Increasing boost increases climb and level speed performance up to full throttle height. Increasing RPM from the ½ climb limit of 2600 RPM to the 5 minute Emergency limit of 3000 RPM will increase climb performance up to the aircraft’s ceiling. I estimate this increase in climb rate to be somewhere in the order of 400 ft/minute from sea level to ceiling. As your initial post noted, however, it is difficult to pin down the performance figures for the Spitfire I. As I previously noted, in my opinion, this is more of an issue with climb rate than with level speed.

    Keith, yes the Rotol Spitfire serial numbers come from 54 Squadron’s ORB. It turns out I have a copy of a portion of 65 Squadrons’s ORB which I forgot about, but they recorded too little to be of any value. Where did you get your information about 65 squadron’s conversion to the DH CSP? Oh, btw, Quill didn’t report to 65 Squadron until 5 August, so I’m not sure to what extent he would have been involved directly in the discussions at Hornchurch. I expect 65 squadron had already converted to CSP’s by the time Quill arrived.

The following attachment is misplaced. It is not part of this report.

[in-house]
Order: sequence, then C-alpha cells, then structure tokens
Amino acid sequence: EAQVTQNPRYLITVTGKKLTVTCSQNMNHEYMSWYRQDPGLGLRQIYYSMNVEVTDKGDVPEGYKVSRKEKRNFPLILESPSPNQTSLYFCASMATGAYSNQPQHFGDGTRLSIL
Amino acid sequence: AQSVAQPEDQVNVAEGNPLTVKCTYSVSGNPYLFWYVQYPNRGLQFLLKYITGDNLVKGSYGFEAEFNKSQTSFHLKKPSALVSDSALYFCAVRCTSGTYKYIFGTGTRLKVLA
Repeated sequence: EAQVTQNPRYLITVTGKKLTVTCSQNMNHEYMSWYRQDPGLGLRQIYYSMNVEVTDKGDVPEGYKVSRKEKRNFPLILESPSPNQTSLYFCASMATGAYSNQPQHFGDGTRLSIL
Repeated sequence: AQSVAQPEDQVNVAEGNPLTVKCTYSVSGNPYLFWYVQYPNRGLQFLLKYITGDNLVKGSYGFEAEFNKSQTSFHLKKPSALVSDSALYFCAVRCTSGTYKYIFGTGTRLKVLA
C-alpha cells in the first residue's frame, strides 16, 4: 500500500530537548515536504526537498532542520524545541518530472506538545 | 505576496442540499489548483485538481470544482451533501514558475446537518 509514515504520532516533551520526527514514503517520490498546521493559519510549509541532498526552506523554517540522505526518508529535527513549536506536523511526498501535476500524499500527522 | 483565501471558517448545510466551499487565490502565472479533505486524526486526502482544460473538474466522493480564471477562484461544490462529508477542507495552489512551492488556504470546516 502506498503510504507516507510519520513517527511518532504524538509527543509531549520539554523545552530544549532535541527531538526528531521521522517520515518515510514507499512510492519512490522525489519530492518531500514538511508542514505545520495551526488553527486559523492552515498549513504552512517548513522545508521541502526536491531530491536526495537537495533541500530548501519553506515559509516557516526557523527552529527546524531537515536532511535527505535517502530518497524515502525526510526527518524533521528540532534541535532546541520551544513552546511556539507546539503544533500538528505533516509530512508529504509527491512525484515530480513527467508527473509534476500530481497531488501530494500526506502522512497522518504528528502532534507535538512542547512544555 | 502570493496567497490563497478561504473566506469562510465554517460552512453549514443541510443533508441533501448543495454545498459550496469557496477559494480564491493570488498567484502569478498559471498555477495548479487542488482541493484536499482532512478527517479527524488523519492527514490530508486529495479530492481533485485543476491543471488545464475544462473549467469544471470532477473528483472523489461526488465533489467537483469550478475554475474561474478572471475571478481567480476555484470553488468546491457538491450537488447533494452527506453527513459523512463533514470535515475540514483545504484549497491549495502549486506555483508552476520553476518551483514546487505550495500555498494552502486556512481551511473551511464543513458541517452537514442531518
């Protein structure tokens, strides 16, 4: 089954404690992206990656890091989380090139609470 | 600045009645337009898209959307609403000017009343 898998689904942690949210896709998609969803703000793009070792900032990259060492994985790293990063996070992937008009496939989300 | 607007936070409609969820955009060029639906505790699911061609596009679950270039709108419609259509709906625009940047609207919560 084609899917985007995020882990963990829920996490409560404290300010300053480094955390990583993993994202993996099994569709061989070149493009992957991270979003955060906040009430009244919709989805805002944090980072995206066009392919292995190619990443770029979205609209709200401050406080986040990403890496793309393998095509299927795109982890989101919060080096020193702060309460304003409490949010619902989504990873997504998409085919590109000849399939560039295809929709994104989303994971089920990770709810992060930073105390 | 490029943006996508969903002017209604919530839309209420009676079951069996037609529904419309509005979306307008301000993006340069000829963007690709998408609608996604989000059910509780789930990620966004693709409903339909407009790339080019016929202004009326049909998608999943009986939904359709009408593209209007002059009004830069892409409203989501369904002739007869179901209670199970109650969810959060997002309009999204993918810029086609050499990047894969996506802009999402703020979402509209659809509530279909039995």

Regards, Mike
    Last edited by Mike Williams; 22nd September 2008 at 21:47.